• The patient is put to sleep at 2 hours interval of
• Each segments is allowed to last 20 minutes if
there is no sleep recorded, or a maximum of 15
minutes after the first epoch of sleep.
• It is recommended to record the sleep with
continuity for 20 minutes. The time starts from
the first drowsy if subject gets asleep,
otherwise to be scored from light off, if doesn’t
MSLT and its findings.
• The MSLT also counts sleep-onset REM periods
• This is when a person enters REM sleep very soon
after falling asleep.
• In normal individuals it usually begins about 90
minutes after falling asleep.
• People with narcolepsy often have two or more
SOREMPs in a nap trial.
The MSLT may be used to see if a person has idiopathic
hypersomnia. Patients with idiopathic hypersomnia
fall asleep easily but don’t have SOREMPS .
Calculation for Mean Sleep Latency
Add all of the sleep latencies
(including No Sleep of 20 minutes)
and divide by the number of naps
Nap #1: 6.0 minutes
Nap #2: 3.0 minutes
Nap #3: 0.0 minutes
Nap #4: 20.0 minutes
Nap #5: 2.5 minutes
31.5 minutes ÷ 5 = 6.3 minutes
Mean Sleep Latency = 6.3min
Objective of the Study
• The objective is to identify the latency of sleep or
time elapsed from lights out of the first epoch of
• This latency is defined as the point in the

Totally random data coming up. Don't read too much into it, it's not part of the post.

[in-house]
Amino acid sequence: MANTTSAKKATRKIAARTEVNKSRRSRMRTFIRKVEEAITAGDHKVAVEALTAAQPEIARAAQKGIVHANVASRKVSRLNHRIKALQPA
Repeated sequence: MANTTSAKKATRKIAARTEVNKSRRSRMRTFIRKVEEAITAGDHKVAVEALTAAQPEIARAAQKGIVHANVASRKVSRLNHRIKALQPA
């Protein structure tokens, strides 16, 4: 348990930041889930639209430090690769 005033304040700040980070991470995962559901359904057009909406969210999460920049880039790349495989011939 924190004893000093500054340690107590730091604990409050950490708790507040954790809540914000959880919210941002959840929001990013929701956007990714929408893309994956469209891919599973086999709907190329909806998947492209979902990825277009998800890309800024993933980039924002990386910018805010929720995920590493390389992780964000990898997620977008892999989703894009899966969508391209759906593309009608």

polysomnogram (PSG) at which sleep occupies 50%
or more of the epoch.
• A 50% reduction of alpha activity along with slow
rolling eyes movements and a subtle reduction in
muscle tone indicate stage1.
• REM sleep latency is defined as the time from the
beginning of sleep to the onset of REM.
Diagnosis and Precautions
• To be diagnosed as Narcoleptic, the patient
would have to demonstrate a Mean Sleep
Latency (an average of all the sleep latencies) of 5
minutes or less and demonstrate at least 2 Sleep
Onset REM Periods (SOREMP).
The absence of sleep on a nap opportunity is
recorded as a sleep latency of 20 minutes
• Smoking should be stopped at least 30 minutes
before each nap trial.
Precautions prior to MSLT
• Patient will not be allowed to have any drinks
with caffeine during the study.
• Patient will also not be able to see any bright
• Vigorous physical activity should be avoided during the
• Any stimulating activities by the patient should end at
least 15 minutes prior to each nap opportunity.
• A light breakfast is recommended at least 1 hour prior to
the first trial, and a light lunch is recommended
immediately after the termination of the second noon
Interpretation (Case discussion)
This is MSLT preceded by Prolong PSG which is normal.
During this MSLT 5 naps were recorded at two hours
interval, each nap was terminated at 20 minutes. Onset
sleep latency during each nap was 30,30,30,90 and 120
seconds respectively. The mean sleep latency was 1
minute. During MSLT three Sleep onset REM periods
(SOREM) were noted. Sleep onset REM period latency of
each nap was 1, 3 & 4 minutes respectively. The mean
SOREM latency was 2.6 minutes.
Conclusion: (case discussion)
Severe abnormal MSLT study the findings are suggestive of
• The Maintenance of Wakefulness Test (MWT) is
an evaluation used as a quantitative
polysomnographic (PSG) measurement of
soporific (dreamy) circumstances. It shows
whether or not a subject is able to stay awake
for a defined period of time. This is an indicator
of how well one is able to function and remain